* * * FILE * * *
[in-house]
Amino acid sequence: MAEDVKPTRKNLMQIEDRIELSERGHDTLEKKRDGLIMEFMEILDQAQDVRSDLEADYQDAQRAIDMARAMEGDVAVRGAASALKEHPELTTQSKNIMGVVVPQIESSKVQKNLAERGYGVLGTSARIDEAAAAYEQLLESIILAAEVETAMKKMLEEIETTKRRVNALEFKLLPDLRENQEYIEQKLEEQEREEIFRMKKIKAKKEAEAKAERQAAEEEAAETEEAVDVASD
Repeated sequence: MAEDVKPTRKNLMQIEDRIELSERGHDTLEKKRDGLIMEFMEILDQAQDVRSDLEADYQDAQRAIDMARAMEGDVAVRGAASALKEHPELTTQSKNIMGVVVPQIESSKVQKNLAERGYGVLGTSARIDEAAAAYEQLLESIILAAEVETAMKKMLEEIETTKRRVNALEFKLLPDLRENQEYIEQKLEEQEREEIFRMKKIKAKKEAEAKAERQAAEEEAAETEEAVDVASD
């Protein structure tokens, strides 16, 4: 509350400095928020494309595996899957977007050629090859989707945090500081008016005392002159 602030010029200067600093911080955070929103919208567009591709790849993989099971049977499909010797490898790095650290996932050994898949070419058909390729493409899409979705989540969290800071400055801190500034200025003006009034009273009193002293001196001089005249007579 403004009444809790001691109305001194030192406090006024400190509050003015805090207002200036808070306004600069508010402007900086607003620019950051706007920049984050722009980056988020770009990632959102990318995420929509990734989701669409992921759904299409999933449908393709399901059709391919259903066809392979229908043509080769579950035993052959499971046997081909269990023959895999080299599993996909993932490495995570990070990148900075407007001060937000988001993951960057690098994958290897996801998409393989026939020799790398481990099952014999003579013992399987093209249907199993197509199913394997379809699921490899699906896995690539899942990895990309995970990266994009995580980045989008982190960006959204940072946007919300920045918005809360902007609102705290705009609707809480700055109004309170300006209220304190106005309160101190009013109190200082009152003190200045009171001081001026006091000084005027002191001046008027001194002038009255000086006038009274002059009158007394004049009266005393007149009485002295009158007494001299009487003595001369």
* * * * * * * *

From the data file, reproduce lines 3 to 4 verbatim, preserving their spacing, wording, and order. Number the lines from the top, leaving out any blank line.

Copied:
Repeated sequence: MAEDVKPTRKNLMQIEDRIELSERGHDTLEKKRDGLIMEFMEILDQAQDVRSDLEADYQDAQRAIDMARAMEGDVAVRGAASALKEHPELTTQSKNIMGVVVPQIESSKVQKNLAERGYGVLGTSARIDEAAAAYEQLLESIILAAEVETAMKKMLEEIETTKRRVNALEFKLLPDLRENQEYIEQKLEEQEREEIFRMKKIKAKKEAEAKAERQAAEEEAAETEEAVDVASD
């Protein structure tokens, strides 16, 4: 509350400095928020494309595996899957977007050629090859989707945090500081008016005392002159 602030010029200067600093911080955070929103919208567009591709790849993989099971049977499909010797490898790095650290996932050994898949070419058909390729493409899409979705989540969290800071400055801190500034200025003006009034009273009193002293001196001089005249007579 403004009444809790001691109305001194030192406090006024400190509050003015805090207002200036808070306004600069508010402007900086607003620019950051706007920049984050722009980056988020770009990632959102990318995420929509990734989701669409992921759904299409999933449908393709399901059709391919259903066809392979229908043509080769579950035993052959499971046997081909269990023959895999080299599993996909993932490495995570990070990148900075407007001060937000988001993951960057690098994958290897996801998409393989026939020799790398481990099952014999003579013992399987093209249907199993197509199913394997379809699921490899699906896995690539899942990895990309995970990266994009995580980045989008982190960006959204940072946007919300920045918005809360902007609102705290705009609707809480700055109004309170300006209220304190106005309160101190009013109190200082009152003190200045009171001081001026006091000084005027002191001046008027001194002038009255000086006038009274002059009158007394004049009266005393007149009485002295009158007494001299009487003595001369």